Context: The potential associations between acylcarnitine profiles and incidence of type 2 diabetes (T2D) and whether acylcarnitines can be used to improve diabetes prediction remain unclear.
Objective: To evaluate the associations between baseline and 1-year changes in acylcarnitines and their diabetes predictive ability beyond traditional risk factors.
Design, setting, and participants: We designed a case-cohort study within the PREDIMED Study including all incident cases of T2D (n = 251) and 694 randomly selected participants at baseline (follow-up, 3.8 years). Plasma acylcarnitines were measured using a targeted approach by liquid chromatography-tandem mass spectrometry. We tested the associations between baseline and 1-year changes in individual acylcarnitines and T2D risk using weighted Cox regression models. We used elastic net regressions to select acylcarnitines for T2D prediction and compute a weighted score using a cross-validation approach.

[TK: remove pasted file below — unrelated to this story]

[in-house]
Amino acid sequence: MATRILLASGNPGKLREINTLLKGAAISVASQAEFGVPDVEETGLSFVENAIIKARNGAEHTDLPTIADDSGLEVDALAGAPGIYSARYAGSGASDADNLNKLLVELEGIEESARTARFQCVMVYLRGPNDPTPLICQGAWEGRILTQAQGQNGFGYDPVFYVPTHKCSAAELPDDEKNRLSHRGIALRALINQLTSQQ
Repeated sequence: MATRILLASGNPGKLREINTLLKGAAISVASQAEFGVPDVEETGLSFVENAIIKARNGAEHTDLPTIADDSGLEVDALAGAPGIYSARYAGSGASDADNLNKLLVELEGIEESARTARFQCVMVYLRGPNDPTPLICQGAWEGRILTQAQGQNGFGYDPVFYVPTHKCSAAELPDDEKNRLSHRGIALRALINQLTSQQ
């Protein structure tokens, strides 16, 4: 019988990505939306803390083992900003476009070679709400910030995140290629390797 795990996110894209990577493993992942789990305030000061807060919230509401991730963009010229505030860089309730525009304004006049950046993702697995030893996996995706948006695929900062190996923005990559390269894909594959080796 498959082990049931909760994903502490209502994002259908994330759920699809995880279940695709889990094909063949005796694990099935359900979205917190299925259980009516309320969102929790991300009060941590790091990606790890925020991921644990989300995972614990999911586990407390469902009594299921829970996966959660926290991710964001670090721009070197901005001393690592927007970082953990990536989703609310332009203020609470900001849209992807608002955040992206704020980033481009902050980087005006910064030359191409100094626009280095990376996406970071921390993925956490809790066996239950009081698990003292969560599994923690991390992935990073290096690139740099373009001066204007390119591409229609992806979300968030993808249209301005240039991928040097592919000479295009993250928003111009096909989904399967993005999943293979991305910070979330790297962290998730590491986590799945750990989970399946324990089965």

Results: An acylcarnitine profile, especially including short- and long-chain acylcarnitines, was significantly associated with a higher risk of T2D independent of traditional risk factors. The relative risks of T2D per SD increment of the predictive model scores were 4.03 (95% CI, 3.00 to 5.42; P < 0.001) for the conventional model and 4.85 (95% CI, 3.65 to 6.45; P < 0.001) for the model including acylcarnitines, with a hazard ratio of 1.33 (95% CI, 1.08 to 1.63; P < 0.001) attributed to the acylcarnitines. Including the acylcarnitines into the model did not significantly improve the area under the receiver operator characteristic curve (0.86 to 0.88, P = 0.61). A 1-year increase in C4OH-carnitine was associated with higher risk of T2D [per SD increment, 1.44 (1.03 to 2.01)].
Conclusions: An acylcarnitine profile, mainly including short- and long-chain acylcarnitines, was significantly associated with higher T2D risk in participants at high cardiovascular risk. The inclusion of acylcarnitines into the model did not significantly improve the T2D prediction C-statistics beyond traditional risk factors, including fasting glucose.
Copyright © 2019 Endocrine Society.